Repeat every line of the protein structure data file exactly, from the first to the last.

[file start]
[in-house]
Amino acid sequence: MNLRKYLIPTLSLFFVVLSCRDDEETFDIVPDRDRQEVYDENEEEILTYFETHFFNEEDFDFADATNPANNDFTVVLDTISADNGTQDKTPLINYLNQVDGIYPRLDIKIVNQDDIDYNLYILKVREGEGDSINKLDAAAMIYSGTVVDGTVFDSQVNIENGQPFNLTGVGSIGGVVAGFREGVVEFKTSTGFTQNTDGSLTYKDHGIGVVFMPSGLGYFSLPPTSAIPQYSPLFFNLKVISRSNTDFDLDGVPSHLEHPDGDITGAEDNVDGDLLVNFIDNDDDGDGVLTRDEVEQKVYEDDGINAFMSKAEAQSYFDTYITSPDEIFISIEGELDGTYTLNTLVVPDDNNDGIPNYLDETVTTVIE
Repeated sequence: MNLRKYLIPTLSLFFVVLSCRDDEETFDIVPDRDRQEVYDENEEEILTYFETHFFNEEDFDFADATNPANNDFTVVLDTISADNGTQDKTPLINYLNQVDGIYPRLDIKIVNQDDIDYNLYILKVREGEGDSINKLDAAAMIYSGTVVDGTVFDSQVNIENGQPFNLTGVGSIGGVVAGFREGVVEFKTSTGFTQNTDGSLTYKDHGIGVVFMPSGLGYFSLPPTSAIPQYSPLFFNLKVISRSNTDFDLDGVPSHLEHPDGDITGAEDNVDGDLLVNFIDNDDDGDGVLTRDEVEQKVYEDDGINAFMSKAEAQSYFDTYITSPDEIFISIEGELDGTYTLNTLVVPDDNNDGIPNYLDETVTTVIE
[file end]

[in-house]
Amino acid sequence: MNLRKYLIPTLSLFFVVLSCRDDEETFDIVPDRDRQEVYDENEEEILTYFETHFFNEEDFDFADATNPANNDFTVVLDTISADNGTQDKTPLINYLNQVDGIYPRLDIKIVNQDDIDYNLYILKVREGEGDSINKLDAAAMIYSGTVVDGTVFDSQVNIENGQPFNLTGVGSIGGVVAGFREGVVEFKTSTGFTQNTDGSLTYKDHGIGVVFMPSGLGYFSLPPTSAIPQYSPLFFNLKVISRSNTDFDLDGVPSHLEHPDGDITGAEDNVDGDLLVNFIDNDDDGDGVLTRDEVEQKVYEDDGINAFMSKAEAQSYFDTYITSPDEIFISIEGELDGTYTLNTLVVPDDNNDGIPNYLDETVTTVIE
Repeated sequence: MNLRKYLIPTLSLFFVVLSCRDDEETFDIVPDRDRQEVYDENEEEILTYFETHFFNEEDFDFADATNPANNDFTVVLDTISADNGTQDKTPLINYLNQVDGIYPRLDIKIVNQDDIDYNLYILKVREGEGDSINKLDAAAMIYSGTVVDGTVFDSQVNIENGQPFNLTGVGSIGGVVAGFREGVVEFKTSTGFTQNTDGSLTYKDHGIGVVFMPSGLGYFSLPPTSAIPQYSPLFFNLKVISRSNTDFDLDGVPSHLEHPDGDITGAEDNVDGDLLVNFIDNDDDGDGVLTRDEVEQKVYEDDGINAFMSKAEAQSYFDTYITSPDEIFISIEGELDGTYTLNTLVVPDDNNDGIPNYLDETVTTVIE